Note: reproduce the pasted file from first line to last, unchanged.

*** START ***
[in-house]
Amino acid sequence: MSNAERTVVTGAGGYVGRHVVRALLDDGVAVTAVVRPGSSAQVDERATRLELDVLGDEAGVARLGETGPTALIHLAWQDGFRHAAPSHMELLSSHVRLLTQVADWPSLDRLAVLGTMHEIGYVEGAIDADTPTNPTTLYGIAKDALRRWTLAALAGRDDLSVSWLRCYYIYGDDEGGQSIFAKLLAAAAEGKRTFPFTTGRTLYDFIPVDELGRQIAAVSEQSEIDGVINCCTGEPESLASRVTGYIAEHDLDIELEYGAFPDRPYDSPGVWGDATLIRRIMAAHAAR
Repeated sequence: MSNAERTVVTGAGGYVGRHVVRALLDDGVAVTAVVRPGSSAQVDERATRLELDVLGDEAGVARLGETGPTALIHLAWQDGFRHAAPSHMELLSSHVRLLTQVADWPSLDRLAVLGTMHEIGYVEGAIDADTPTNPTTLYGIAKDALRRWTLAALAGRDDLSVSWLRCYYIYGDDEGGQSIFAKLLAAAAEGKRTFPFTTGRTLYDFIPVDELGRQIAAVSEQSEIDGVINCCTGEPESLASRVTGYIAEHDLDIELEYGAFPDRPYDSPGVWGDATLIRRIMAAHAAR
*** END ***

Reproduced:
[in-house]
Amino acid sequence: MSNAERTVVTGAGGYVGRHVVRALLDDGVAVTAVVRPGSSAQVDERATRLELDVLGDEAGVARLGETGPTALIHLAWQDGFRHAAPSHMELLSSHVRLLTQVADWPSLDRLAVLGTMHEIGYVEGAIDADTPTNPTTLYGIAKDALRRWTLAALAGRDDLSVSWLRCYYIYGDDEGGQSIFAKLLAAAAEGKRTFPFTTGRTLYDFIPVDELGRQIAAVSEQSEIDGVINCCTGEPESLASRVTGYIAEHDLDIELEYGAFPDRPYDSPGVWGDATLIRRIMAAHAAR
Repeated sequence: MSNAERTVVTGAGGYVGRHVVRALLDDGVAVTAVVRPGSSAQVDERATRLELDVLGDEAGVARLGETGPTALIHLAWQDGFRHAAPSHMELLSSHVRLLTQVADWPSLDRLAVLGTMHEIGYVEGAIDADTPTNPTTLYGIAKDALRRWTLAALAGRDDLSVSWLRCYYIYGDDEGGQSIFAKLLAAAAEGKRTFPFTTGRTLYDFIPVDELGRQIAAVSEQSEIDGVINCCTGEPESLASRVTGYIAEHDLDIELEYGAFPDRPYDSPGVWGDATLIRRIMAAHAAR